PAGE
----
Philosophy of the Social Sciences 30 (1):67-88 (2000)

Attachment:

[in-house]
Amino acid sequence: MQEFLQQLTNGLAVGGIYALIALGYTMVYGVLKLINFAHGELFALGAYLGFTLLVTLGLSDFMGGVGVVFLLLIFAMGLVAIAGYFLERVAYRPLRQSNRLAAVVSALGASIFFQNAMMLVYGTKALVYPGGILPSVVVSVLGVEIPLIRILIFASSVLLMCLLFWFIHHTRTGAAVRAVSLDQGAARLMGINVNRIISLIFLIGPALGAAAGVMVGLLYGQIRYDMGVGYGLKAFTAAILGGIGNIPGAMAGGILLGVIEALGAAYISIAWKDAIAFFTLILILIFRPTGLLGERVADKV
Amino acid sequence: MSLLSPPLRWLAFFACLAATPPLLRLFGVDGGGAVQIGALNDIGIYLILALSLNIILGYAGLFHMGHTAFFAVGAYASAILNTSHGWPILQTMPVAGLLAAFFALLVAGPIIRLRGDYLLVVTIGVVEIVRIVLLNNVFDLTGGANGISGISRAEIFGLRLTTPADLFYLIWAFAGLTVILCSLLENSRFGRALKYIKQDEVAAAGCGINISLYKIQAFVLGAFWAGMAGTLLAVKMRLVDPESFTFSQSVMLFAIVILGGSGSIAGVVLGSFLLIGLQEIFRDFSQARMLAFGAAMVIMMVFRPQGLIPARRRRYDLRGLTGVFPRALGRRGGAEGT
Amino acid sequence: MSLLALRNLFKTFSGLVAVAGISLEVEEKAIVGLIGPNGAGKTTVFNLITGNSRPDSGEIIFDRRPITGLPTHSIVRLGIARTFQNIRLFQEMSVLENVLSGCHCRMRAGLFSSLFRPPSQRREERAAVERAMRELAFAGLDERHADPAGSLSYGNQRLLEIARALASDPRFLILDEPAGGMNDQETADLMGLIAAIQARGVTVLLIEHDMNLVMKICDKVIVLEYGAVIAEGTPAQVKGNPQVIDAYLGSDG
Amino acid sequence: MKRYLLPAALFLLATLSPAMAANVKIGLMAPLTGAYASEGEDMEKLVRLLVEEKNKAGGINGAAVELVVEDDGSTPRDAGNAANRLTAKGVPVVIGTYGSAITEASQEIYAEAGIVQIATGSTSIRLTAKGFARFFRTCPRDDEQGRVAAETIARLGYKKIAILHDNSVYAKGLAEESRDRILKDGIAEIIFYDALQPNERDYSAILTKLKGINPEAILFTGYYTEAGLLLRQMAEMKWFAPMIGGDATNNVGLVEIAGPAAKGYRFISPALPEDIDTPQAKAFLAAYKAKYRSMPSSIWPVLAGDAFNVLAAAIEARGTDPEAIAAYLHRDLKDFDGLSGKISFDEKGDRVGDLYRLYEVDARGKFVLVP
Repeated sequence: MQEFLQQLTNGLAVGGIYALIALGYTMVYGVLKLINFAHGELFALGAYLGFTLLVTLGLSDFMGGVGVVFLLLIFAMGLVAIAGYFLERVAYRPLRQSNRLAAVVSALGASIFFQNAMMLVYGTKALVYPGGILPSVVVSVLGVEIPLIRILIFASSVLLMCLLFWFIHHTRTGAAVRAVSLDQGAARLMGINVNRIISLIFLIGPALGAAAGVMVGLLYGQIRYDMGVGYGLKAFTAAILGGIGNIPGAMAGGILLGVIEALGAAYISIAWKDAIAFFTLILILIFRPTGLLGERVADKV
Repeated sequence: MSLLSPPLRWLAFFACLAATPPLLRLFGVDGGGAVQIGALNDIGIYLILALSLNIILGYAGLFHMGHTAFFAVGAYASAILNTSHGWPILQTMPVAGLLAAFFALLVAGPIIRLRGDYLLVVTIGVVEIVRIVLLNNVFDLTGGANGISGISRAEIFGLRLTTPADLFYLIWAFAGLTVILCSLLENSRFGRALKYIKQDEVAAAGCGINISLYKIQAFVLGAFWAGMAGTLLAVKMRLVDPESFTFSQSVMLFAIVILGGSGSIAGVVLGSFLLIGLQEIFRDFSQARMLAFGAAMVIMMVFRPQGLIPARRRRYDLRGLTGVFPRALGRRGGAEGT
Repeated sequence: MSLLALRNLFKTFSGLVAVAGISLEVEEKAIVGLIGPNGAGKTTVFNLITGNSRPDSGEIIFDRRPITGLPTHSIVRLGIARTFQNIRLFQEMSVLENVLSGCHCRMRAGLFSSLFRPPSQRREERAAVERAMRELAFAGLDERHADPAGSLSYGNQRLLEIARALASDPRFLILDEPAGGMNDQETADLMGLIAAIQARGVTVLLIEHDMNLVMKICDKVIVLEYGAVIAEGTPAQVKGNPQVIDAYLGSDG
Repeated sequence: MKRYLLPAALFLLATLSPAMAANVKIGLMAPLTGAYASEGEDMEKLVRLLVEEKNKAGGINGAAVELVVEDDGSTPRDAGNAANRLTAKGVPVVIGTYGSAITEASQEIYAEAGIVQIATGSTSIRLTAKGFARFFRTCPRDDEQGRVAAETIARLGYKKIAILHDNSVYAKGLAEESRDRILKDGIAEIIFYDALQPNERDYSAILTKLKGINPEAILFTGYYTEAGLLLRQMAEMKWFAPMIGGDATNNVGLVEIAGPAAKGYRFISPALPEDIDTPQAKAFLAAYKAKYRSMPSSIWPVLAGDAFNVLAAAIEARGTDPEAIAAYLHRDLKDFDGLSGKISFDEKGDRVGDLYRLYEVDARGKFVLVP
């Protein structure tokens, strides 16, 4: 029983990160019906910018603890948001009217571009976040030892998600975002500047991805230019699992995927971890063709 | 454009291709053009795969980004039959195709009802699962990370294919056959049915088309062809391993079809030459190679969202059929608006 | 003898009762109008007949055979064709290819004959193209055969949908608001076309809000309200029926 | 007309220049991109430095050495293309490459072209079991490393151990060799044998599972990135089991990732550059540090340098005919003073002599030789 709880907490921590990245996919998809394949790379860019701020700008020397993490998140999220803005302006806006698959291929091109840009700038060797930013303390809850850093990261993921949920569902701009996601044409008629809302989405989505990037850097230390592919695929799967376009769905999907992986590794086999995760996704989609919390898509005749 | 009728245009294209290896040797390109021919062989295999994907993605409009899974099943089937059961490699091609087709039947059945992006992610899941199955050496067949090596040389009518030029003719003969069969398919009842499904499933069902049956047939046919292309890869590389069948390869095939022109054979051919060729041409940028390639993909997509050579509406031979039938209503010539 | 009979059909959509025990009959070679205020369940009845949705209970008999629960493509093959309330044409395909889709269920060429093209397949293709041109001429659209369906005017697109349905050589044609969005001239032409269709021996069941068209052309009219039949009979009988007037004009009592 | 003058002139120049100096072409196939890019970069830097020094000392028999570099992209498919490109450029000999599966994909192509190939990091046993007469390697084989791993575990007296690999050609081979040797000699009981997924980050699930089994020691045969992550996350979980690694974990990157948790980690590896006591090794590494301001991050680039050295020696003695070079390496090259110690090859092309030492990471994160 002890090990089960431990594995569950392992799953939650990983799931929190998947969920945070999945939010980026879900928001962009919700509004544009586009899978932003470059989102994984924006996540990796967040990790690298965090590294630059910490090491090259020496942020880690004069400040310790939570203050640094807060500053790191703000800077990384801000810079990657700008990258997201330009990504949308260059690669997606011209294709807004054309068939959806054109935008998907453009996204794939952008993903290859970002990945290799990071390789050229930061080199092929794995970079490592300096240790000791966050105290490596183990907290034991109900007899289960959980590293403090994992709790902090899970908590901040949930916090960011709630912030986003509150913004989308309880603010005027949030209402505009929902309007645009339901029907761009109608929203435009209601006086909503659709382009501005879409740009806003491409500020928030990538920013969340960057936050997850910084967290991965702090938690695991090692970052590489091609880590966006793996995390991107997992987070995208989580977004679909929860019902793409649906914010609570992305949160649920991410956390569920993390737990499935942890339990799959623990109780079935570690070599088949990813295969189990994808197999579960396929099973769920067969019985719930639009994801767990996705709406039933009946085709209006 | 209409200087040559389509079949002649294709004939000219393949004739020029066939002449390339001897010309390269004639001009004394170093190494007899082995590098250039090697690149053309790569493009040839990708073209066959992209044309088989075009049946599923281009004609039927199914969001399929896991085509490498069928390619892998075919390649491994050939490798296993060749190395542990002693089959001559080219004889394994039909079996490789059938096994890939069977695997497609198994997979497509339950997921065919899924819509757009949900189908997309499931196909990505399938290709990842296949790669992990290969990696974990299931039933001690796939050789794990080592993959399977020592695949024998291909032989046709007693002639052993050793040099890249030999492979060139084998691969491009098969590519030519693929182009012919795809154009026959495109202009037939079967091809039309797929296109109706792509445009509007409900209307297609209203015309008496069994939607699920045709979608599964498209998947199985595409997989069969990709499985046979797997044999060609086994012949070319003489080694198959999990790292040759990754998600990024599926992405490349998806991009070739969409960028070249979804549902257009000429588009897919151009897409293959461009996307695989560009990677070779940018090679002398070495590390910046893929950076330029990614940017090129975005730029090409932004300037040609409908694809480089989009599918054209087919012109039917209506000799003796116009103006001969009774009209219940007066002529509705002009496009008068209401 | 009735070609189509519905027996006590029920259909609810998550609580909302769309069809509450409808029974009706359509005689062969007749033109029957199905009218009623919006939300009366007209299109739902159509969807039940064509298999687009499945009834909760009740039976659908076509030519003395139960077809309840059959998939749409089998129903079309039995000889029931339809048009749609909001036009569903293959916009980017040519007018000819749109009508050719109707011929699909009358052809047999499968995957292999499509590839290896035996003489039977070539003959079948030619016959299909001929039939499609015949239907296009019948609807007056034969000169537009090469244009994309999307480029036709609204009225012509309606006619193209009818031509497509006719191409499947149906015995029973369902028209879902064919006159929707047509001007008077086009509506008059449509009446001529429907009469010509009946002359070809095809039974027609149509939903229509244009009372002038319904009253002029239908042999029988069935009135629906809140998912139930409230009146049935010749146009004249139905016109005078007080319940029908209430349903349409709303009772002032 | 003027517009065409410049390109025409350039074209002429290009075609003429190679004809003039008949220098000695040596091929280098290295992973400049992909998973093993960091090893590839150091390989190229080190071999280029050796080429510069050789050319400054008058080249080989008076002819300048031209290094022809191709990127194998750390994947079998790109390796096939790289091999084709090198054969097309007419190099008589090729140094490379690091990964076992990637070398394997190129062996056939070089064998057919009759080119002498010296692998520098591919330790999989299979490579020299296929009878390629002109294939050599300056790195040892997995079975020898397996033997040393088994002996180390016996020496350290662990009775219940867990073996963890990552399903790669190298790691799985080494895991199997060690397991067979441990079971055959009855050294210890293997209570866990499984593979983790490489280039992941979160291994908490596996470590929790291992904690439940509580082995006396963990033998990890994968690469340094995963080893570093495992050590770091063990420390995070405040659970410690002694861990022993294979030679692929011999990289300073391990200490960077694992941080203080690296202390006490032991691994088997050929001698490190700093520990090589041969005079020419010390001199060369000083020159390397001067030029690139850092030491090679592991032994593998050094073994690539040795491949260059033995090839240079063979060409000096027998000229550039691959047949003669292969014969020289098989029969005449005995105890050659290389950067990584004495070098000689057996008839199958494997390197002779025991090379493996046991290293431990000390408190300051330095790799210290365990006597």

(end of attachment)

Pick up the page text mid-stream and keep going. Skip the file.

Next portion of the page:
|Abstract||This article argues that a particular notion of rationality, more exactly a specific notion of legitimate inference, is presupposed by much work in the social sciences to their detriment. The author describes the notion of rationality he has in mind, explains why it is misguided, identifies where and how it affects social research, and illustrates why that research is weaker as a result. The notion of legitimate inference the author has in mind is one that believes inferences are guided by principles that are formal, universal and a priorithat is, that make no substantive, domain-specific empirical assumptions about the world. The author briefly provides a variety of reasons to be skeptical about such principles. Those reasons extend from broad philosophical considerations to quasi-empirical evidence. The author then argues that this notion of inference is involved with both the practice and the content of the social sciences in various ways. In terms of practice, this notion of inference lies behind the way statistical testing is generally done in the social sciences. In terms of content, the author argues that this notion of rationality is invoked, for example, in game theory and in rational expectations macroeconomics. In all cases, use of the formal rationality notion leads social scientists to put more faith in their results than is warranted and thus is an obstacle to doing better social science.|
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